There is no best way to influence others. The right choice of leadership style depends on your ability to determine whether your staff have all the skills and experience they need to do the job they are assigned and your sense of whether they want to or believe they can do it.
Assess readiness as determined by the level of competence and commitment the person or group brings to the job to be done. Taking the time to accurately diagnose how to best align leadership style with staff needs is the characteristic feature of situational leadership. Leaders who fail to accurately assess these needs often rely on instinct, assumptions, or their own favorite styles and miss the opportunity to really engage with their staff.
Micromanagement and being left to “sink or swim” are just two examples of the lack of alignmentbetween a leader and follower(s). To increase the chances of aligning with the readiness of staff or the group, give thought to the concepts of competence and commitment, as they are equally important to successful completion of a task.
Competence—Competence is a function of knowledge and skills, which can be gained from education,
training, and experience. Competence is not another word for ability. Competence develops with the appropriate direction and support. You are not born with competence—you learn it.
Commitment—Commitment is a combination of confidence and motivation. Confidence is a measure of a person’s self-assuredness—a feeling of being able to do a task well without much supervision—and motivation is a person’s interest in and enthusiasm for doing a task well. If employees have the competence and confidence but no motivation, they are not committed to the job. People lose motivation for a myriad of reasons. One of the most common is realizing the task is going to be harder to complete than they thought.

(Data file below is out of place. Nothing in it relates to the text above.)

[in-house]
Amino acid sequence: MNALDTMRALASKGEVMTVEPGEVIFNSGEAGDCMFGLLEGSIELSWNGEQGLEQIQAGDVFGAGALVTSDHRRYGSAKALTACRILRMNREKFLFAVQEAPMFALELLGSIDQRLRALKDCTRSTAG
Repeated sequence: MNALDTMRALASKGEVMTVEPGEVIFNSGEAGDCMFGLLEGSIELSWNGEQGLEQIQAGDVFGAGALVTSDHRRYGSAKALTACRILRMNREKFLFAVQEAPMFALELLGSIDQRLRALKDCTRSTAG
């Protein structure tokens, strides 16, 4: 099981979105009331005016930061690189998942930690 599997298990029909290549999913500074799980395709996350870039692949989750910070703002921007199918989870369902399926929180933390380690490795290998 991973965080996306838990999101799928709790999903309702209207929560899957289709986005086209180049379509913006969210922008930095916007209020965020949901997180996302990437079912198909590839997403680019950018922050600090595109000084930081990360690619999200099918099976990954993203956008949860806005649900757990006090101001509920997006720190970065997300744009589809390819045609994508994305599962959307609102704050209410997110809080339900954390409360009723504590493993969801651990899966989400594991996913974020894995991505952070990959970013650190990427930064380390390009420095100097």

When we examine the relationship between the four leadership styles, commitment, and competence,we find the following:
- Directing is for those who lack competence and because of their insecurity (e.g., orientees or new grads in their first year of employmen.
- Coaching is for those who are committed and more secure but need guidance, praise, and feedback to continue developing their competence (e.g., staff with 15–36 months on the job.
- Supporting is for those who are competent with well-developed skills, but need support and guidance in trusting their own judgment and making decisions that build their self esteem (e.g., a proficient staff nurse who is chosen to chair a task force of her peers).
- Delegating is for those who have both competence and commitment. They are willing and able to work on a project by themselves and with little supervision or support.
Consider explaining your choices. The proficient staff nurse who has never been involved in a problem-solving task force will need a great deal of direction. The competent charge nurse who has been a preceptor for new grads will probably need direction and support when dealing with an irate or disruptive physician. Reviewing the leadership styles—directing, coaching, supporting, and delegating—in a staff meeting assists staff in understanding why you may be using “different strokes for different folks” and intentionally treating people differently
as their needs change.
It is important for the leader to thoughtfully assess the style needed by a person or group, but it is also helpful to have the person or group use these ideas to assess themselves and ask for the style they need from the leader. This framework can shed light on what staff need in terms of guidance and support. They may report to a director who naturally prefers a delegating style. However, if they are new to management, a directing style is often best. Seasoned expert managers may find themselves micromanaged as a new director determines how much guidance they need. Candid and honestdiscussions about such alignments can be instrumental to everyone’s overall effectiveness. Use situational leadership as a framework for these important conversations.